In the meantime, Granuaile is busy finding a way to cloak herself from the prying eyes of Loki, and Owen is beginning to train a new generation of Druids. To find success in their respective quests, our heroes often get side-tracked, but always with their eyes on the prize: preventing Ragnarok.
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Review

Dead Heat

Posted: March 2, 2016 by Vanessa in Books We Like Meta: Patricia Briggs, Urban Fantasy
Dead Heat

Anna and Charles have been married a few years now, and here we are in book 4 of Patricia Briggs’ Alpha and Omega series and it finally feels like these two are hitting their stride. They’ve had several bumps in the road over the years as Anna has learned about herself and her rare abilities as an omega werewolf. To Charles’ surprise, he’s found happiness and a contentment with someone who sees him for what he really is. And it’s because they’ve come so far that they’re able to face their greatest challenge yet: deciding whether to have a child together.

Oh, and facing a powerful fae Grey Lord.
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Review

Riders

Posted: February 16, 2016 by Vanessa in Books We Like Meta: Veronica Rossi, Urban Fantasy, Young Adult
Riders

Gideon is the Incarnation of War. Yes, one of the horsemen of the apocalypse. One day he was in Army Ranger training, doing a routine parachute jump… only, the impossible happens. Neither his chute nor his back up deploy like they’re supposed to and Gideon hits the ground, dies, and is miraculously resuscitated. But that’s not the only inexplicable event to happen. Despite severe injuries, he’s back on his feet a week later, a new cuff on his arm seems to be part of his body, and then demons show up at his sister’s college party.

Daryn, a strange girl who convinces him that the demons are after him, gets him to safety and explains what’s going on. Some renegade demons want a key to a realm where they can escape Hell and set up their own purgatory. One such key was nefariously stolen and now the four horsemen–or at least four teenage boys who can currently wield their powers–are summoned to protect the key until it can be returned to its rightful angelic owner.

Phew. Did you catch all that? In RIDERS we are taken on a wild ride–and not just because Gideon is afraid of his crazy war horse.
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Review

Heart of Stone

Heart of Stone

Faith has a secret. Years ago she was forced into an impossible choice: use her powers to kill or hand them over to her husband to use. Rather than kill those she thought innocent, she fought against her husband and accidentally killed him. It’s more complicated than that, however.

You see, Atlantis existed, and there were survivors, and they all had one of three kinds of magic: Seer, Channeler, and Warrior. But the survivors blame each other for its demise and are convinced that killing each other off is the only way to ensure future survival. Faith is a channeler, with the rare ability to manipulate stone, and now everyone wants her to use the three Atlantian stones of power to wipe out their enemies.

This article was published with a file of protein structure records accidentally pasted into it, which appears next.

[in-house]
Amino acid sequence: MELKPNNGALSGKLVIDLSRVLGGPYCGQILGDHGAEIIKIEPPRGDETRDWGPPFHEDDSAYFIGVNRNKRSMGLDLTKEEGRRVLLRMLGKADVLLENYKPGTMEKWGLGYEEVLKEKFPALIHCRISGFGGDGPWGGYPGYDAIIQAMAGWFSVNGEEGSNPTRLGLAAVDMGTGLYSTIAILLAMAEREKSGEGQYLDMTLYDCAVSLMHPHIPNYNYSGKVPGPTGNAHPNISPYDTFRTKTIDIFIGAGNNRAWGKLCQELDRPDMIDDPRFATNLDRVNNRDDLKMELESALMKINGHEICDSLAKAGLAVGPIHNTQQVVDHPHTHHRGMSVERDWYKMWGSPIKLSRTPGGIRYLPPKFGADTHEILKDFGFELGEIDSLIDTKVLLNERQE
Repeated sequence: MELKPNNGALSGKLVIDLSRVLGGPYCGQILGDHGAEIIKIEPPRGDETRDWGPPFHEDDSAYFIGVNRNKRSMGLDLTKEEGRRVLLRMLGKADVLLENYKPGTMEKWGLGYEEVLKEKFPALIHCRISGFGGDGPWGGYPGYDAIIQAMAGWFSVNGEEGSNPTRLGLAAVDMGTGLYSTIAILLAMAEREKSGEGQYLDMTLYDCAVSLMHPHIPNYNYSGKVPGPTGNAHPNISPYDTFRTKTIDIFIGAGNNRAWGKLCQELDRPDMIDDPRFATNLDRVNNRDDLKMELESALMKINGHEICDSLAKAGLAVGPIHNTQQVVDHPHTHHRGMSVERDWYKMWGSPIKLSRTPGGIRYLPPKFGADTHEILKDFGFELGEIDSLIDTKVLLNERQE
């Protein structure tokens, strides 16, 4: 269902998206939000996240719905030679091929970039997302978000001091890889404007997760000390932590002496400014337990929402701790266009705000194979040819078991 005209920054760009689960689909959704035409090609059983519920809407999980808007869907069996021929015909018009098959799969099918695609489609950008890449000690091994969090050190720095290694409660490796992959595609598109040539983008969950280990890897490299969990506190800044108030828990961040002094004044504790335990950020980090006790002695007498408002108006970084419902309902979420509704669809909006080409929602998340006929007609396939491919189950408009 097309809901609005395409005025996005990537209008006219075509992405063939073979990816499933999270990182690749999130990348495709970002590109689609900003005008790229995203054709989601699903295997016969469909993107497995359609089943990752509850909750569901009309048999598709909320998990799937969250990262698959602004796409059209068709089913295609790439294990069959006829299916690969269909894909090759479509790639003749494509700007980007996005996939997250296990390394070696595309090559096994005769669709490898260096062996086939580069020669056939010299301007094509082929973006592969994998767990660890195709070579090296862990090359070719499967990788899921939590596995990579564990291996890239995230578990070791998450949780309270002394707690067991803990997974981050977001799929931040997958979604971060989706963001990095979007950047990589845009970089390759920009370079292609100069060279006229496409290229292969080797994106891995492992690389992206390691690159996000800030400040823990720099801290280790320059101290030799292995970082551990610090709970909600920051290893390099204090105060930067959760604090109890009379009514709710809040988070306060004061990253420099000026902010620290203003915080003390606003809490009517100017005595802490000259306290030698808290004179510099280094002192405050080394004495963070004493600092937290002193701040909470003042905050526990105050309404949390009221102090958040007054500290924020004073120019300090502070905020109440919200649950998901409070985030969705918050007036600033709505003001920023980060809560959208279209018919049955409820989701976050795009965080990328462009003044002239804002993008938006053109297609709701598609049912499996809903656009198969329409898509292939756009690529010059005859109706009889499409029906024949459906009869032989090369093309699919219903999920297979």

Darius is a seer, gifted with empathic abilities. His family has one of the stones of power and need Faith to use her magic and heal it of the impurities it’s collected over the years. After a run-in with people who want to force her to help them, Faith decides to accept Darius’ offer of safety and money so she can get back on her feet.
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Review

The Unnoticeables

Posted: January 15, 2016 by Writer Dan in Books that are Mediocre Meta: Robert Brockway, Urban Fantasy
The Unnoticeables

This book immediately caught my attention when I first saw it. The bright colors and dark, almost rorschach-testness of the images were immediately arresting, and the summary on the inside cover did even more to get me excited about reading this one. The impression as a whole was one of weird stuff in the modern world, which falls into the category of Urban Fantasy, although I don’t know if it really fits into that subgenre wholesale. Regardless, this book like any other had a job to do when it landed in front of me:

  1. Catch my eye
  2. Get me to open the cover and read
  3. Catch my interest with its premise
  4. Start me reading Chapter 1

And it absolutely succeeded on all those levels. If I had been a regular schmoe, bumming around the book store, looking for the next good read, this book would have had some serious mojo for me to try and ignore for it to not end up in my hand when I got back into my car. But past that point, what is it’s job? And how did this one stack up where it really matters: inside the content of the book. Check it out.
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Review

Half-Resurrection Blues

Posted: October 27, 2015 by mtbikemom in Books We Like Meta: Daniel José Older, Urban Fantasy
Half-Resurrection Blues